Britain's recovery picks up steam
The strengthening pound is an encouraging sign that Britain is on the mend.
The pound hit a near-three-year high against the dollar this week as reports showed that the British economy is still recovering sharply. A gauge of the manufacturing sector ticked up for the first time since November and remains close to a three-year high.
The service sector equivalent edged down marginally to 58.3, but that's still the 14th consecutive month above 50, the mark that separates expansion and contraction.
A measure of employment in the sector rose to its highest level since records began in 1998. Crucially, revised GDP figures for the fourth quarter of 2013 also revealed a sharp bounce in business investment, up 8.5% on the year.
What the commentators said
"Economic uncertainty and credit constraints have discouraged investment and expansion since the financial crisis struck, but the improved outlook at home and abroad means the environment is now more conducive to investment and risk-taking." Investment has risen for four successive quarters for the first time since 2007.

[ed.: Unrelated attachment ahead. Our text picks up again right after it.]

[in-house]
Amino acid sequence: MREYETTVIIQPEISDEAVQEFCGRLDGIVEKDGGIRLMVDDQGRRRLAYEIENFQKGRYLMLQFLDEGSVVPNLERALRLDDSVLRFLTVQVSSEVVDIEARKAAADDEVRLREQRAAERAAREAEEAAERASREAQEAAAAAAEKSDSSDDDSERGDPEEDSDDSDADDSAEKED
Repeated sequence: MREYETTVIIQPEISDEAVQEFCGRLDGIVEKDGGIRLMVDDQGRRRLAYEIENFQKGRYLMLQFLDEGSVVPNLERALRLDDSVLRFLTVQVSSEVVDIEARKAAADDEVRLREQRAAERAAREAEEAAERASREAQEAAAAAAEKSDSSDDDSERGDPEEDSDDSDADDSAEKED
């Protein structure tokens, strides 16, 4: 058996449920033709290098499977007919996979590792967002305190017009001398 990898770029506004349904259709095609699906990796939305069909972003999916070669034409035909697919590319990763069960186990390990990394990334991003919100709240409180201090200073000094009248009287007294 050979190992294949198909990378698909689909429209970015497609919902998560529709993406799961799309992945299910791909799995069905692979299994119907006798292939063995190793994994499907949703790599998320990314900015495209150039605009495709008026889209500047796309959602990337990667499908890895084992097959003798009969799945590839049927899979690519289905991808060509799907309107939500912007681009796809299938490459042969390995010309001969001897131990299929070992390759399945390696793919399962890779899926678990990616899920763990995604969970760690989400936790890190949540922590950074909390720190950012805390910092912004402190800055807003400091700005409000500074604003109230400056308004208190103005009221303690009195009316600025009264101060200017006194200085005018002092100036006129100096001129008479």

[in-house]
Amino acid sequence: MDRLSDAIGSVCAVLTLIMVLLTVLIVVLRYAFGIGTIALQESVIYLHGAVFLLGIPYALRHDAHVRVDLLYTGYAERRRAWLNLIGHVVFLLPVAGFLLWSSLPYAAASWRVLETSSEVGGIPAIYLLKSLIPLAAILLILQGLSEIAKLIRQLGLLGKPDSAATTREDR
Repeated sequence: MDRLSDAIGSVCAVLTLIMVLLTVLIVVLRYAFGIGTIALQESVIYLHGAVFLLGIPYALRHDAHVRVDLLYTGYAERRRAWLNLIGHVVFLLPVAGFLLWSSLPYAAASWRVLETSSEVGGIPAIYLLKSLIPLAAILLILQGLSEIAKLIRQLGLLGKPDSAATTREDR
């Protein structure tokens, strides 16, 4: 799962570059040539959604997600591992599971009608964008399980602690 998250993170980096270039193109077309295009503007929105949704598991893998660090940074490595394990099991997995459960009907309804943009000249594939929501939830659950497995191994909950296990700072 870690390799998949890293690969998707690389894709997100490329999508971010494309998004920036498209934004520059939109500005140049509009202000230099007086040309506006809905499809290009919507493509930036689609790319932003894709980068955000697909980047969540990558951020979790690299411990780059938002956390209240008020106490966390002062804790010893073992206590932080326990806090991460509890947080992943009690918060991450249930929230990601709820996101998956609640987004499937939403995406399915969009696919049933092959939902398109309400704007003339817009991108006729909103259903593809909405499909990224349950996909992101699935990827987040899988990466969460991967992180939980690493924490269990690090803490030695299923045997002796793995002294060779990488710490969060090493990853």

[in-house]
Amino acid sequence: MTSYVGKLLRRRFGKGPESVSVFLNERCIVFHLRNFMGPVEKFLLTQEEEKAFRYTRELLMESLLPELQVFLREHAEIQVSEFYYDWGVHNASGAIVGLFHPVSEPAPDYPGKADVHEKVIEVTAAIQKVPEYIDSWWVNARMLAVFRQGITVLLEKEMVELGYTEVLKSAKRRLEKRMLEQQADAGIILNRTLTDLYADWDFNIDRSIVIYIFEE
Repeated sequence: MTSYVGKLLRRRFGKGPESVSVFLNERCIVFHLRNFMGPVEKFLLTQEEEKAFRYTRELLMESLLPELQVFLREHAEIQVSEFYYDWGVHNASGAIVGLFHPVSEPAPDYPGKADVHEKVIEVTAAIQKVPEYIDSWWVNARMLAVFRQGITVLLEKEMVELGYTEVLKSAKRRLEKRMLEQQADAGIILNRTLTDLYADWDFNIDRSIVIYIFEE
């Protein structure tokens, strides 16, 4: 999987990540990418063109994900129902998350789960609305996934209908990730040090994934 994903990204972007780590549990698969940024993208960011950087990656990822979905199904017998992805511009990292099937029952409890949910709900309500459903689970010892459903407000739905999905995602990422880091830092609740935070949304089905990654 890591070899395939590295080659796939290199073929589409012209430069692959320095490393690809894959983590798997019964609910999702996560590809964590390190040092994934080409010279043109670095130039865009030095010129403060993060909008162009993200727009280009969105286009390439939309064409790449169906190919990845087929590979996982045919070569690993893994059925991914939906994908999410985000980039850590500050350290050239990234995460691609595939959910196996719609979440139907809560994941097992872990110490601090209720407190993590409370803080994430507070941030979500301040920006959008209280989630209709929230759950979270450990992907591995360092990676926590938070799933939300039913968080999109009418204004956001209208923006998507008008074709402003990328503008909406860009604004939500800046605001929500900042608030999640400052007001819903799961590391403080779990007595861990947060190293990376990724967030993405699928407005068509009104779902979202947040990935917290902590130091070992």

Meanwhile, the ongoing recovery in Europe, Britain's main trading partner, should underpin exports, also making the recovery less reliant on consumption.
However, prospects for consumers have also improved as falling inflation (below target for the first time in four years), is lessening the real wage squeeze of recent years. Some forecasters now expect GDP growth of 3% this year.
About time, said Hamish McRae in the Evening Standard, because we are still deep in the fiscal hole due to the economy's poor performance in 2010-2012. By 2014-2015 the deficit was supposed to be down to £35bn. Expect £96bn instead.
We need three years of 3% growth to make a serious dent in our deficits. The "harsh maths" for the next government is that "we are only halfway along the path of fiscal consolidation".